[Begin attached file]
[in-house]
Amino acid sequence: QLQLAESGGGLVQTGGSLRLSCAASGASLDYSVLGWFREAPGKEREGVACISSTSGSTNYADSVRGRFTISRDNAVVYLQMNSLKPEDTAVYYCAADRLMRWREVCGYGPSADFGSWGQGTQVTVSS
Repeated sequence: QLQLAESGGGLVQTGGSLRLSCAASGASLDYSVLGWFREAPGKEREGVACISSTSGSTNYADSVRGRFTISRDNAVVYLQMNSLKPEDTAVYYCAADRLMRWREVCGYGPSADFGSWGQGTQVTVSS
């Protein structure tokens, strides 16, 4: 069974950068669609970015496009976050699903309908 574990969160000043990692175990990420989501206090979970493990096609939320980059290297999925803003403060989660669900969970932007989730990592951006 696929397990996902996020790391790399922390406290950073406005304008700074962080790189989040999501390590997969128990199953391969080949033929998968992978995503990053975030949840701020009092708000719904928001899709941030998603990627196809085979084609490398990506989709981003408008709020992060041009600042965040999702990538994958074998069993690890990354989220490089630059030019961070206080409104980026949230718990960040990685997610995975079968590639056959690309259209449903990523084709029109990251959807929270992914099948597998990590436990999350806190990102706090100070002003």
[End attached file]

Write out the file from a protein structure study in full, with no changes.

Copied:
[in-house]
Amino acid sequence: QLQLAESGGGLVQTGGSLRLSCAASGASLDYSVLGWFREAPGKEREGVACISSTSGSTNYADSVRGRFTISRDNAVVYLQMNSLKPEDTAVYYCAADRLMRWREVCGYGPSADFGSWGQGTQVTVSS
Repeated sequence: QLQLAESGGGLVQTGGSLRLSCAASGASLDYSVLGWFREAPGKEREGVACISSTSGSTNYADSVRGRFTISRDNAVVYLQMNSLKPEDTAVYYCAADRLMRWREVCGYGPSADFGSWGQGTQVTVSS
């Protein structure tokens, strides 16, 4: 069974950068669609970015496009976050699903309908 574990969160000043990692175990990420989501206090979970493990096609939320980059290297999925803003403060989660669900969970932007989730990592951006 696929397990996902996020790391790399922390406290950073406005304008700074962080790189989040999501390590997969128990199953391969080949033929998968992978995503990053975030949840701020009092708000719904928001899709941030998603990627196809085979084609490398990506989709981003408008709020992060041009600042965040999702990538994958074998069993690890990354989220490089630059030019961070206080409104980026949230718990960040990685997610995975079968590639056959690309259209449903990523084709029109990251959807929270992914099948597998990590436990999350806190990102706090100070002003």